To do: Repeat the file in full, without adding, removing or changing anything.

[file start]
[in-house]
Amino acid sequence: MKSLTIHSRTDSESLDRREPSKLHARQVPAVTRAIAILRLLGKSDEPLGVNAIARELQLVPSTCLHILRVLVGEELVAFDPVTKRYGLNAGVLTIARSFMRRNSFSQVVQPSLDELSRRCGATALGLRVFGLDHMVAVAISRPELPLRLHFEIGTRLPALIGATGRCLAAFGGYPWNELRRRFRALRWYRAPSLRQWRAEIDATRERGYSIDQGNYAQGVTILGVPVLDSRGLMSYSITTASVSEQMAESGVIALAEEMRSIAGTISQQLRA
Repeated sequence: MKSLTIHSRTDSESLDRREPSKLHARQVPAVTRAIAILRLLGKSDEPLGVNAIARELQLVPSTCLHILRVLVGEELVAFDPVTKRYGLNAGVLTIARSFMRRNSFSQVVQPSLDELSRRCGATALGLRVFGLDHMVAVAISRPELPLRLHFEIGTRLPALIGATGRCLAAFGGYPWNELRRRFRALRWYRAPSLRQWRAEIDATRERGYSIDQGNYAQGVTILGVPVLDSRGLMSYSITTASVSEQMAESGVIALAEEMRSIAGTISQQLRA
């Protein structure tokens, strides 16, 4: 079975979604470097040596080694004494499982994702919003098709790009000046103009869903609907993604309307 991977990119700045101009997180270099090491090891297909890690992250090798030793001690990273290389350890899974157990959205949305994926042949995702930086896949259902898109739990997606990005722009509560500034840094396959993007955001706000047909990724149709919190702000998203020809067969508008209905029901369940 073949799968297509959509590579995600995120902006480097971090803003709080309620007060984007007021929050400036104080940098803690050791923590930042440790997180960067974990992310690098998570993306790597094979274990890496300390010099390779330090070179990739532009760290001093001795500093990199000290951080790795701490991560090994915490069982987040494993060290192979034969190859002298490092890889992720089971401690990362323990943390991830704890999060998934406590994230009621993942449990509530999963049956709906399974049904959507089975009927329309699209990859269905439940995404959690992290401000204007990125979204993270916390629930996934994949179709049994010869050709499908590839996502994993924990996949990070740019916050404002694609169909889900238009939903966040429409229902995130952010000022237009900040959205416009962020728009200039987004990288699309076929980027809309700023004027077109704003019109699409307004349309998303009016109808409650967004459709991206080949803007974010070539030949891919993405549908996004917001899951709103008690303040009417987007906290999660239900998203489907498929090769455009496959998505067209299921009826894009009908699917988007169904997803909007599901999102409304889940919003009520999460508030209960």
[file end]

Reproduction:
[in-house]
Amino acid sequence: MKSLTIHSRTDSESLDRREPSKLHARQVPAVTRAIAILRLLGKSDEPLGVNAIARELQLVPSTCLHILRVLVGEELVAFDPVTKRYGLNAGVLTIARSFMRRNSFSQVVQPSLDELSRRCGATALGLRVFGLDHMVAVAISRPELPLRLHFEIGTRLPALIGATGRCLAAFGGYPWNELRRRFRALRWYRAPSLRQWRAEIDATRERGYSIDQGNYAQGVTILGVPVLDSRGLMSYSITTASVSEQMAESGVIALAEEMRSIAGTISQQLRA
Repeated sequence: MKSLTIHSRTDSESLDRREPSKLHARQVPAVTRAIAILRLLGKSDEPLGVNAIARELQLVPSTCLHILRVLVGEELVAFDPVTKRYGLNAGVLTIARSFMRRNSFSQVVQPSLDELSRRCGATALGLRVFGLDHMVAVAISRPELPLRLHFEIGTRLPALIGATGRCLAAFGGYPWNELRRRFRALRWYRAPSLRQWRAEIDATRERGYSIDQGNYAQGVTILGVPVLDSRGLMSYSITTASVSEQMAESGVIALAEEMRSIAGTISQQLRA
């Protein structure tokens, strides 16, 4: 079975979604470097040596080694004494499982994702919003098709790009000046103009869903609907993604309307 991977990119700045101009997180270099090491090891297909890690992250090798030793001690990273290389350890899974157990959205949305994926042949995702930086896949259902898109739990997606990005722009509560500034840094396959993007955001706000047909990724149709919190702000998203020809067969508008209905029901369940 073949799968297509959509590579995600995120902006480097971090803003709080309620007060984007007021929050400036104080940098803690050791923590930042440790997180960067974990992310690098998570993306790597094979274990890496300390010099390779330090070179990739532009760290001093001795500093990199000290951080790795701490991560090994915490069982987040494993060290192979034969190859002298490092890889992720089971401690990362323990943390991830704890999060998934406590994230009621993942449990509530999963049956709906399974049904959507089975009927329309699209990859269905439940995404959690992290401000204007990125979204993270916390629930996934994949179709049994010869050709499908590839996502994993924990996949990070740019916050404002694609169909889900238009939903966040429409229902995130952010000022237009900040959205416009962020728009200039987004990288699309076929980027809309700023004027077109704003019109699409307004349309998303009016109808409650967004459709991206080949803007974010070539030949891919993405549908996004917001899951709103008690303040009417987007906290999660239900998203489907498929090769455009496959998505067209299921009826894009009908699917988007169904997803909007599901999102409304889940919003009520999460508030209960």